Since 2001, Greece has borrowed money for capital investment, a step required for admission to the European Union and all the expected blessings of a single European currency.

Alas–Greek weasels confused Capital and Consumer debt. Instead of making its citizens more productive, a stratagem that would allow the debt to be paid off, duly elected weasels enforced a low retirement age. Since collecting taxes is nowhere popular, Greek weasel leadership looked the other way as tax evasion became a way of life for the people of Greece. The repeated bailouts were a vain hope by Europe that Greece would understand it was not a teenager with Daddy’s credit card, but a going concern responsible to its citizens and the international community.

Like Fat Eddie, the lenders want their money back. What is German going to do with a frigging bicycle? There are no assets waiting to be confiscated. This is a sovereign nation, for crissakes. No one is showing up to repo the Parthenon.

The knuckleheads who blame the banks for having seduced Greece into loans it cannot pay want to remember Fat Eddie. No one wants to lend money to a deadbeat. It’s bad for business.

What Greece needs is a weasel overhaul, not debt forgiveness.


In Business, Economics, Economy, EDUCATION, Finance, Old Farts Financial Network, Personal Finance on February 28, 2014 at 2:43 pm
Mt Gox Depositors

Mt Gox Depositors

Mt Gox sought bankruptcy protection in Japan today. The Bitcoin exchange is no more.

Dollar$ wonders if Japan can supply sufficient protection from a mob of angry depositors carrying torches and pitchforks led by CEO Mark Karpeles’ mother. A half billion worth of the non-currency has vanished.



20-Something Thinking

Dollar$ admits to little sympathy to the casual 20-Something investor who figured the Old Farts Financial Network needed some shaking up.  After all, everyone knows that sex traffickers, pornographers, drug dealers, and arms merchants in dire need of a traceless currency would never steal. They have financial rights, too! Bitcoin was a product that was needed!

The OFFN plainly did not understand how the internet is a network of stalwart enlightened libertarians.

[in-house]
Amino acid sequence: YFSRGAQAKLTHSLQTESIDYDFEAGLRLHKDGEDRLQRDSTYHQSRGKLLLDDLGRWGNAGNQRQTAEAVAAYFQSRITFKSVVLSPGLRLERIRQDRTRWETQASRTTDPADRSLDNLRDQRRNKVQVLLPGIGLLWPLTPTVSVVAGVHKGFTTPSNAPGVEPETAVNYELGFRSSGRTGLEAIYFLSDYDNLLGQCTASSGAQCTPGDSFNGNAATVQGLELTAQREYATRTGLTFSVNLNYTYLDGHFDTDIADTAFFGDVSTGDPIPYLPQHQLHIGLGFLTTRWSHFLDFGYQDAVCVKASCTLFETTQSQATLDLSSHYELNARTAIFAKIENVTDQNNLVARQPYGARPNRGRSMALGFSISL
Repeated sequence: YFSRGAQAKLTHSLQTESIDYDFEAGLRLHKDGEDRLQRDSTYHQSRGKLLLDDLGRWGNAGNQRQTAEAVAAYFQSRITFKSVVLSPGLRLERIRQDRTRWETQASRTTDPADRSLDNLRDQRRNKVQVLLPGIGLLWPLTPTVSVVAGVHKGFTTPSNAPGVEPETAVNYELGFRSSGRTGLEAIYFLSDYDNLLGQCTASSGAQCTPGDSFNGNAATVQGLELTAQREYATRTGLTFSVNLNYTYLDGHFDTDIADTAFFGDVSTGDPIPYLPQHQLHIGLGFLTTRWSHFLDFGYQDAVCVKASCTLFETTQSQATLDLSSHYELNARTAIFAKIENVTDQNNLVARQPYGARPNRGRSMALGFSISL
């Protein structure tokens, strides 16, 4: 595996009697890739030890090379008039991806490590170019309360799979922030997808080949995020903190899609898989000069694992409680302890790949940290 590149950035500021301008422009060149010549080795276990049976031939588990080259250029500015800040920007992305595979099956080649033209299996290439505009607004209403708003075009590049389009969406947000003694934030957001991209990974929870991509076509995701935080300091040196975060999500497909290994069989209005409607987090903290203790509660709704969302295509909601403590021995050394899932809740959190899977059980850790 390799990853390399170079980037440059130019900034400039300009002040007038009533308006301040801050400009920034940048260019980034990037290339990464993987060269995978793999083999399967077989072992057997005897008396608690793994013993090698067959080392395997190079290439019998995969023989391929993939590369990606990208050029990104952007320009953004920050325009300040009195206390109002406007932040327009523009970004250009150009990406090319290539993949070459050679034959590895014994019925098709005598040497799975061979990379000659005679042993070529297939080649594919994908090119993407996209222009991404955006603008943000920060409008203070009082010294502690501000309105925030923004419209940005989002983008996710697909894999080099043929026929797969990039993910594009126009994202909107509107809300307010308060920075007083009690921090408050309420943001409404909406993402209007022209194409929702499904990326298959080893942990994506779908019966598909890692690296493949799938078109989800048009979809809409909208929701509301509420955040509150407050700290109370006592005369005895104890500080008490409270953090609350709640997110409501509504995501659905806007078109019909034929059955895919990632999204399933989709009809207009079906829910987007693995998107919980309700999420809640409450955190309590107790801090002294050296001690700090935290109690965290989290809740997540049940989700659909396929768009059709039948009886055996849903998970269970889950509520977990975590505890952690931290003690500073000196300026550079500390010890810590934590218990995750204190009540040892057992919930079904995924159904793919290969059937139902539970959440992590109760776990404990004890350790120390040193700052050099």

The 20-Somethings also believed that profits of 1,000 percent in a year was the justified return to them for their courage, foresight, minor hygiene problems, and a steady diet of cold pizza and Red Bull while sitting in front of a computer screen.

Really, kids, you have to get out more.

They know for sure that to get wealthy in America today is a plausible idea and a hell of a marketing department.  Anyone knows that!  Just ask the good people  at WorldCom,, Enron,, or any other get-rich- quick scheme the OFFN lived through in the past few decades. 

Could Boomers have all the good stuff because they worked for it? Why know anything when you can invent a brave, new world and hope to be the last fool out the door before the collapse.

Looks like it is too late, now.  bitcoin



In Business, Economics, Economy, EDUCATION, Finance, Wall Street on February 26, 2014 at 6:53 pm

dollar20sign1Dollar$ is unable to resist the didactic opportunity of this ongoing story, but is not sorry to hit the many points over and over again.

Citizens can recover from flu; financial ignorance will cripple a lifetime.

Dollar$ expressed doubt about the entire enterprise shortly before Mt.Gox went dark, but finds the idea that sex traffickers, arms merchants, dope dealers, and other folks who need untraceable transactions are losing money to hackers and thieves not terribly disturbing

As for speculators caught in the downdraft, what did you expect for an asset that went from $12 $1,000+?  You did not have to be born in 1600 to know it was Black Tulip Time in Cyberspace again.

Some fools never learn.

You know a news story has legs when major news outlets are paying attention, but Dollar$ notes for the record that by the time The New York Times, ABC-News, or the Wall Street Journal catch the scent of a story, it is already too late for a Citizen. That aroma they detect is the aroma of burnt arse. You’d be far better off monitoring blogs—and so we humbly offer Dollar$.

The Great Casino

Banks LOVE transactions, which means any time money changes hands, as long as they are involved. That means credit cards and checks, and for most of us that means 90 percent of what we spend.

With small fees, they will eventually will own the universe. If there are parallel worlds, they will own them, too.

Think not?

Round up some friends and invite them to play poker at that neat green felt table in your garage. I won’t tell the cops if you don’t.

Supply poker chips, artichoke dip, chill the beer, but DO NOT PLAY CARDS. (Gamble??? Have I taught you NOTHING?? Are you an idiot???)

Instead of playing in your friendly game, after every hand, no matter how large or small the pot, extract a mere 2% before the winner rakes in 98%.

After enough hands, at 2% per hand, you will have every dime in the room. You will also have the keys to the cars parked in the driveway, several deeds to houses, and most of what had been future college tuition for the children of your players.

Look. Yours is a a friendly game. Your players are losing really slowly.